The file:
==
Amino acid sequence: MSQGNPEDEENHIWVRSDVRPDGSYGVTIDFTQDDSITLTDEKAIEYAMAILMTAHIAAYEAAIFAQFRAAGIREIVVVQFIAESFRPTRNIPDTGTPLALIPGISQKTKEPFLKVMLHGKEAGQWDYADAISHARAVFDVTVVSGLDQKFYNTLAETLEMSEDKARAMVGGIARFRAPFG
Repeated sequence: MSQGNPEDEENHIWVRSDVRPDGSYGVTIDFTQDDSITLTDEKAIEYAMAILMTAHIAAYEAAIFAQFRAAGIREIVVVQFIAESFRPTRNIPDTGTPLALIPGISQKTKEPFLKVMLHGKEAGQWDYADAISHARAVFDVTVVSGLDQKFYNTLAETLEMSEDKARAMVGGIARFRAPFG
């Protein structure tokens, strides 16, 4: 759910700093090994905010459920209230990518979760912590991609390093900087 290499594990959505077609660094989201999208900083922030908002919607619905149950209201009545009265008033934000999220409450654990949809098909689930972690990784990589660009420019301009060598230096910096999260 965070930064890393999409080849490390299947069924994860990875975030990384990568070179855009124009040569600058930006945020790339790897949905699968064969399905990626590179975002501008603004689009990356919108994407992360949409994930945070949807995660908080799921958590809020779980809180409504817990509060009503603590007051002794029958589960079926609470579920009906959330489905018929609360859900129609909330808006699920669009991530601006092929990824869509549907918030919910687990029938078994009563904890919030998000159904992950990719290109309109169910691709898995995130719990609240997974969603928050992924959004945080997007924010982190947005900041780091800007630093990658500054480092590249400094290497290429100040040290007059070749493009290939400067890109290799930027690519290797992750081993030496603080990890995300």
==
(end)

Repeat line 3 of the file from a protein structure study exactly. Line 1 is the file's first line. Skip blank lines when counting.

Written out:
């Protein structure tokens, strides 16, 4: 759910700093090994905010459920209230990518979760912590991609390093900087 290499594990959505077609660094989201999208900083922030908002919607619905149950209201009545009265008033934000999220409450654990949809098909689930972690990784990589660009420019301009060598230096910096999260 965070930064890393999409080849490390299947069924994860990875975030990384990568070179855009124009040569600058930006945020790339790897949905699968064969399905990626590179975002501008603004689009990356919108994407992360949409994930945070949807995660908080799921958590809020779980809180409504817990509060009503603590007051002794029958589960079926609470579920009906959330489905018929609360859900129609909330808006699920669009991530601006092929990824869509549907918030919910687990029938078994009563904890919030998000159904992950990719290109309109169910691709898995995130719990609240997974969603928050992924959004945080997007924010982190947005900041780091800007630093990658500054480092590249400094290497290429100040040290007059070749493009290939400067890109290799930027690519290797992750081993030496603080990890995300």